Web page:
In his effort to reach out to the Muslim world from a lectern in Cairo, President Obama relied on the stark differences separating him from former president George W. Bush. This was at once the underlying strength of the speech, and its ultimate weakness.
Those who heard the speech, or who will hear of it, cannot fail to note the change of regime. For the Muslim world, and others disenchanted with the previous American president, nothing could be more welcome.
But from this point forward, the great virtue of being someone other than George W. Bush will pay diminishing returns. And while the speech foresaw a far better world for Muslims everywhere, it did not include a clear path or plan for getting there.
Unquestionably a visionary, the new American president is still working on being an architect and an engineer.
Perhaps it is too soon, even premature, for the new president to offer much in the way of concrete steps. He did grasp the nettle of Israel, at least briefly, acknowledging its right to exist alongside that of Palestine. He did scold the Israelis over the humanitarian crisis in Gaza and the expanding settlements in occupied territory, saying: "It is time for these settlements to stop."
But he did not go beyond what has been said on that subject before, notably in the early months of the administration of George W. Bush. On Nov. 16, 2001, Bush's secretary of state, Colin Powell, said this about the settlements in occupied territory:
"Israeli settlement activity has severely undermined Palestinian trust and hope. It pre-empts and prejudges the outcome of negotiations and, in doing so, cripples chances for real peace and security. The United States has long opposed settlement activity. ... Settlement activity must stop. For the sake of Palestinians and Israelis alike, the occupation must end."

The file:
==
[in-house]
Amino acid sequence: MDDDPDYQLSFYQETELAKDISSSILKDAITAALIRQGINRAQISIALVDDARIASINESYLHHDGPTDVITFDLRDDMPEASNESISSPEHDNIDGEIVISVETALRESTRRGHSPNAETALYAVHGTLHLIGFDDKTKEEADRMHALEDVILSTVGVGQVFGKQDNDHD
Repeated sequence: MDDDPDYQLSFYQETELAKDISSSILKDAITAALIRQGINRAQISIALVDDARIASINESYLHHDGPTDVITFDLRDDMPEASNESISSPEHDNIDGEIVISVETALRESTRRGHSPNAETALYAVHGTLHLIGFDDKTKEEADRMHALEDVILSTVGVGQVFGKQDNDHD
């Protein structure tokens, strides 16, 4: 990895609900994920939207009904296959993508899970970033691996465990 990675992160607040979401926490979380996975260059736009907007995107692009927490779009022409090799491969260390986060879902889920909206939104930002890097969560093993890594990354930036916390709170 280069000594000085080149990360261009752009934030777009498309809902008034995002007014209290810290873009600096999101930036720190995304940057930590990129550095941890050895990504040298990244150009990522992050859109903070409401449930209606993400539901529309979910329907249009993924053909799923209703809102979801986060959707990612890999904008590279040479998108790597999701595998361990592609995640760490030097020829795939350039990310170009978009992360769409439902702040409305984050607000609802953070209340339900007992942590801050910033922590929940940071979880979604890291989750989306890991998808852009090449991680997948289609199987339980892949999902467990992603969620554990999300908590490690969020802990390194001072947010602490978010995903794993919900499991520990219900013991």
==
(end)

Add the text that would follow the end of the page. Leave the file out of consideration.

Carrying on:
In restraining himself on this as well as other subjects of extreme sensitivity, Obama was again using the combination of caution and candor we came to know over two years of presidential campaigning.
Once again, as in that campaign, the most resonant themes sounded by the new president were largely personal. Such as his name, his race and his personal story. The presence of Islam in his cultural DNA. All these elements are unique in the history of American presidents and can scarcely fail to impress.
Beyond that, this man, this new symbol of a different America, stands in contrast to his immediate predecessor in his fundamental worldview. Where the former president said terrorists simply "hate freedom," the new president finds the roots of resentment against the U.S. in centuries of Western colonialism.
And while he repeated the standard presidential vow to defend Americans against global threats, he described quite a different understanding of the threats. There was no reference, for example, to the word "evil." And when he spoke of the invasion of Iraq in 2003, he called it "a war of choice," as opposed to a war of necessity.
These shifts on issues combine with his unique identity to inform the Obama appeal to Muslims, as well as to the international community in general. The combination has been enormously effective, and it may in time change the course of world events.
But the new president can rely on the newness and the contrast for only so long. Starting on a high note of expectation sets him up for dramatic downturns. As he acts to defend and represent American interests, as he inevitably must, he will seem less different. He will seem more American.
Touring the Great Pyramid at Giza after making his speech, the president was shown a hieroglyphic he found familiar. "It looks like me," he said, pointing to the prominent ears. His guide said the figure represented a man who had been a judge, a scholar and a priest. The president smiled.
A priest, a judge and a scholar. In his speech, Obama seemed to be reaching for a bit of all three. But as his presidency continues, he realizes he must expand his resume of careers. He will need to be a builder. Imagining the world as it could be is not enough.